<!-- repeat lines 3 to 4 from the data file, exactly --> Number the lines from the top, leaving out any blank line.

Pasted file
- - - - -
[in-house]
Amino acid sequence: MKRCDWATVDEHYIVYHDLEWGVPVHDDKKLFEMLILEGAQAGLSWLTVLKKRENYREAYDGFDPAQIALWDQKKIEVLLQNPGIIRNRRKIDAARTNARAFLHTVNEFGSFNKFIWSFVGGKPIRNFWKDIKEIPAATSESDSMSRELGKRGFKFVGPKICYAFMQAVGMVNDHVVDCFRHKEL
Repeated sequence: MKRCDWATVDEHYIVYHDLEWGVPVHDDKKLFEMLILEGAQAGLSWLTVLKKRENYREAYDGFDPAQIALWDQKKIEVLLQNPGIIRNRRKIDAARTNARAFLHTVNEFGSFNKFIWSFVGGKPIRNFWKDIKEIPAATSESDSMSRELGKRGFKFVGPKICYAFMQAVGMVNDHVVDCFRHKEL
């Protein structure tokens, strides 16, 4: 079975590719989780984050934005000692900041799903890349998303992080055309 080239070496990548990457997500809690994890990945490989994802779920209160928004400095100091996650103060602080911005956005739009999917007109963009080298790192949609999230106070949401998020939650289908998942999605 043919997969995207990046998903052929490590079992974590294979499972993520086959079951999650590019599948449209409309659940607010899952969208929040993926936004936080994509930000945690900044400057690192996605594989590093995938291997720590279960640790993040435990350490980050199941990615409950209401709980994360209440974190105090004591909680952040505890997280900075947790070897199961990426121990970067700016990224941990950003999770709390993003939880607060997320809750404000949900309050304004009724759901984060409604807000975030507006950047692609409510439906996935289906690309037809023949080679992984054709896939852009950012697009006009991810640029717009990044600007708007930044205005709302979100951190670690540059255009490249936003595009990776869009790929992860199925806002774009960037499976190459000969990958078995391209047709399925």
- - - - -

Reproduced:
Repeated sequence: MKRCDWATVDEHYIVYHDLEWGVPVHDDKKLFEMLILEGAQAGLSWLTVLKKRENYREAYDGFDPAQIALWDQKKIEVLLQNPGIIRNRRKIDAARTNARAFLHTVNEFGSFNKFIWSFVGGKPIRNFWKDIKEIPAATSESDSMSRELGKRGFKFVGPKICYAFMQAVGMVNDHVVDCFRHKEL
């Protein structure tokens, strides 16, 4: 079975590719989780984050934005000692900041799903890349998303992080055309 080239070496990548990457997500809690994890990945490989994802779920209160928004400095100091996650103060602080911005956005739009999917007109963009080298790192949609999230106070949401998020939650289908998942999605 043919997969995207990046998903052929490590079992974590294979499972993520086959079951999650590019599948449209409309659940607010899952969208929040993926936004936080994509930000945690900044400057690192996605594989590093995938291997720590279960640790993040435990350490980050199941990615409950209401709980994360209440974190105090004591909680952040505890997280900075947790070897199961990426121990970067700016990224941990950003999770709390993003939880607060997320809750404000949900309050304004009724759901984060409604807000975030507006950047692609409510439906996935289906690309037809023949080679992984054709896939852009950012697009006009991810640029717009990044600007708007930044205005709302979100951190670690540059255009490249936003595009990776869009790929992860199925806002774009960037499976190459000969990958078995391209047709399925």